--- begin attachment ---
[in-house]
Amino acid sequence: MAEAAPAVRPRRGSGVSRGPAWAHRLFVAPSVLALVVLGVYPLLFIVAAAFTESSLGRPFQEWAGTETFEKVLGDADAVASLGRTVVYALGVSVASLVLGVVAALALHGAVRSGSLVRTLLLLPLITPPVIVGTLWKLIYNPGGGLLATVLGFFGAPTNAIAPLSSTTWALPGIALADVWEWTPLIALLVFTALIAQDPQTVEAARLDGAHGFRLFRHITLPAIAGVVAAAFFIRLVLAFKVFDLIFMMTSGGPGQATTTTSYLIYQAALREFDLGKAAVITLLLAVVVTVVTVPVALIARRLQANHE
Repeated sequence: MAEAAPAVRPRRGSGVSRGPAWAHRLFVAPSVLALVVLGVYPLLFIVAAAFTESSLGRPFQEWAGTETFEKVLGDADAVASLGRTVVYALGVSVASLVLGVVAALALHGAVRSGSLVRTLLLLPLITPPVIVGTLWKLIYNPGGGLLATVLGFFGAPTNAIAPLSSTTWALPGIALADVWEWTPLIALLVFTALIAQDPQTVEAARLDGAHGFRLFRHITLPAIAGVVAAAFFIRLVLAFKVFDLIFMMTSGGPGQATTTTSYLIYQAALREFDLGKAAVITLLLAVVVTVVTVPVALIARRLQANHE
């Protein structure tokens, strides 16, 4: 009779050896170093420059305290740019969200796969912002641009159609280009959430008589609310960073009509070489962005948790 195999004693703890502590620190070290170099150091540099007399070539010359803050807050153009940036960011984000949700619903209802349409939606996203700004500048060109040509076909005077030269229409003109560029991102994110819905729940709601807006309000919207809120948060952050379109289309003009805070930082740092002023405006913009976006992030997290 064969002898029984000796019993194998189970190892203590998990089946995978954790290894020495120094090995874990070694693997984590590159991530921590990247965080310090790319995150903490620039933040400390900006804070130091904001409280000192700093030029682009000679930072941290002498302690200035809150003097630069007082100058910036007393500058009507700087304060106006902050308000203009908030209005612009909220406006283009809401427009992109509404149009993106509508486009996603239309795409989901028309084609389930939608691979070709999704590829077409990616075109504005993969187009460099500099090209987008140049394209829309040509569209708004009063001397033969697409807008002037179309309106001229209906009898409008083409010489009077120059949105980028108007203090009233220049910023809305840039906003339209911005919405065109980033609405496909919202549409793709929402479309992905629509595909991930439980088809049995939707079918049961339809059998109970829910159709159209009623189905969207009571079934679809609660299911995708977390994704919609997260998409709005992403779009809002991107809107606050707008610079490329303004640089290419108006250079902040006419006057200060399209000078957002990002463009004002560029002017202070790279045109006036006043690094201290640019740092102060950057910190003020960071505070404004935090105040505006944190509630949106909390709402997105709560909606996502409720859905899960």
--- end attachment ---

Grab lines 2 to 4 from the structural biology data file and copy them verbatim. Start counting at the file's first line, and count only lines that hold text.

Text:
Amino acid sequence: MAEAAPAVRPRRGSGVSRGPAWAHRLFVAPSVLALVVLGVYPLLFIVAAAFTESSLGRPFQEWAGTETFEKVLGDADAVASLGRTVVYALGVSVASLVLGVVAALALHGAVRSGSLVRTLLLLPLITPPVIVGTLWKLIYNPGGGLLATVLGFFGAPTNAIAPLSSTTWALPGIALADVWEWTPLIALLVFTALIAQDPQTVEAARLDGAHGFRLFRHITLPAIAGVVAAAFFIRLVLAFKVFDLIFMMTSGGPGQATTTTSYLIYQAALREFDLGKAAVITLLLAVVVTVVTVPVALIARRLQANHE
Repeated sequence: MAEAAPAVRPRRGSGVSRGPAWAHRLFVAPSVLALVVLGVYPLLFIVAAAFTESSLGRPFQEWAGTETFEKVLGDADAVASLGRTVVYALGVSVASLVLGVVAALALHGAVRSGSLVRTLLLLPLITPPVIVGTLWKLIYNPGGGLLATVLGFFGAPTNAIAPLSSTTWALPGIALADVWEWTPLIALLVFTALIAQDPQTVEAARLDGAHGFRLFRHITLPAIAGVVAAAFFIRLVLAFKVFDLIFMMTSGGPGQATTTTSYLIYQAALREFDLGKAAVITLLLAVVVTVVTVPVALIARRLQANHE
């Protein structure tokens, strides 16, 4: 009779050896170093420059305290740019969200796969912002641009159609280009959430008589609310960073009509070489962005948790 195999004693703890502590620190070290170099150091540099007399070539010359803050807050153009940036960011984000949700619903209802349409939606996203700004500048060109040509076909005077030269229409003109560029991102994110819905729940709601807006309000919207809120948060952050379109289309003009805070930082740092002023405006913009976006992030997290 064969002898029984000796019993194998189970190892203590998990089946995978954790290894020495120094090995874990070694693997984590590159991530921590990247965080310090790319995150903490620039933040400390900006804070130091904001409280000192700093030029682009000679930072941290002498302690200035809150003097630069007082100058910036007393500058009507700087304060106006902050308000203009908030209005612009909220406006283009809401427009992109509404149009993106509508486009996603239309795409989901028309084609389930939608691979070709999704590829077409990616075109504005993969187009460099500099090209987008140049394209829309040509569209708004009063001397033969697409807008002037179309309106001229209906009898409008083409010489009077120059949105980028108007203090009233220049910023809305840039906003339209911005919405065109980033609405496909919202549409793709929402479309992905629509595909991930439980088809049995939707079918049961339809059998109970829910159709159209009623189905969207009571079934679809609660299911995708977390994704919609997260998409709005992403779009809002991107809107606050707008610079490329303004640089290419108006250079902040006419006057200060399209000078957002990002463009004002560029002017202070790279045109006036006043690094201290640019740092102060950057910190003020960071505070404004935090105040505006944190509630949106909390709402997105709560909606996502409720859905899960």